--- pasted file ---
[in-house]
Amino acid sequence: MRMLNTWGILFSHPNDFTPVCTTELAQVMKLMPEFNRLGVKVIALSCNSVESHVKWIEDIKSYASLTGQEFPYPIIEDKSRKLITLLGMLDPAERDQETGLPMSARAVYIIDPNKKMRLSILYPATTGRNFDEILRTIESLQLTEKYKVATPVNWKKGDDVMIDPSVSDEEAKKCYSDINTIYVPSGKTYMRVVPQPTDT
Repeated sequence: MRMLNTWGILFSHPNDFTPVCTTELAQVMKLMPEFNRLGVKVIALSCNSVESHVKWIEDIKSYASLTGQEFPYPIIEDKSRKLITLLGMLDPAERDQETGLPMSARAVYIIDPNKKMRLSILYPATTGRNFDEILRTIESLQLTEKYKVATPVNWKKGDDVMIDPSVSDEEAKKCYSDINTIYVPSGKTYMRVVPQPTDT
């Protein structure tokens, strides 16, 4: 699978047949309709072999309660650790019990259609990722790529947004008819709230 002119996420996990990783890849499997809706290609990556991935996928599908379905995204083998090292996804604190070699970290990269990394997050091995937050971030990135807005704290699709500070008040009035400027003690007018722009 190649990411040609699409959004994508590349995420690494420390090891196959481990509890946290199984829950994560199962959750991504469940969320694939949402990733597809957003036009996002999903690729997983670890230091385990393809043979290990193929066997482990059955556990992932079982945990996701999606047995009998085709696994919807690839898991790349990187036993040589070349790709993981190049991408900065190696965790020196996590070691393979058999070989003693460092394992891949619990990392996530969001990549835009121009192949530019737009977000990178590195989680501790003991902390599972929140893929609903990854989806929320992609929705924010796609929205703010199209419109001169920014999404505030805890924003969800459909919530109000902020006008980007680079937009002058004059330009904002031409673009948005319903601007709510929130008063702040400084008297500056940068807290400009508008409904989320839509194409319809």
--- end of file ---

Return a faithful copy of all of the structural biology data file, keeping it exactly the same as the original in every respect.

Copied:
[in-house]
Amino acid sequence: MRMLNTWGILFSHPNDFTPVCTTELAQVMKLMPEFNRLGVKVIALSCNSVESHVKWIEDIKSYASLTGQEFPYPIIEDKSRKLITLLGMLDPAERDQETGLPMSARAVYIIDPNKKMRLSILYPATTGRNFDEILRTIESLQLTEKYKVATPVNWKKGDDVMIDPSVSDEEAKKCYSDINTIYVPSGKTYMRVVPQPTDT
Repeated sequence: MRMLNTWGILFSHPNDFTPVCTTELAQVMKLMPEFNRLGVKVIALSCNSVESHVKWIEDIKSYASLTGQEFPYPIIEDKSRKLITLLGMLDPAERDQETGLPMSARAVYIIDPNKKMRLSILYPATTGRNFDEILRTIESLQLTEKYKVATPVNWKKGDDVMIDPSVSDEEAKKCYSDINTIYVPSGKTYMRVVPQPTDT
């Protein structure tokens, strides 16, 4: 699978047949309709072999309660650790019990259609990722790529947004008819709230 002119996420996990990783890849499997809706290609990556991935996928599908379905995204083998090292996804604190070699970290990269990394997050091995937050971030990135807005704290699709500070008040009035400027003690007018722009 190649990411040609699409959004994508590349995420690494420390090891196959481990509890946290199984829950994560199962959750991504469940969320694939949402990733597809957003036009996002999903690729997983670890230091385990393809043979290990193929066997482990059955556990992932079982945990996701999606047995009998085709696994919807690839898991790349990187036993040589070349790709993981190049991408900065190696965790020196996590070691393979058999070989003693460092394992891949619990990392996530969001990549835009121009192949530019737009977000990178590195989680501790003991902390599972929140893929609903990854989806929320992609929705924010796609929205703010199209419109001169920014999404505030805890924003969800459909919530109000902020006008980007680079937009002058004059330009904002031409673009948005319903601007709510929130008063702040400084008297500056940068807290400009508008409904989320839509194409319809």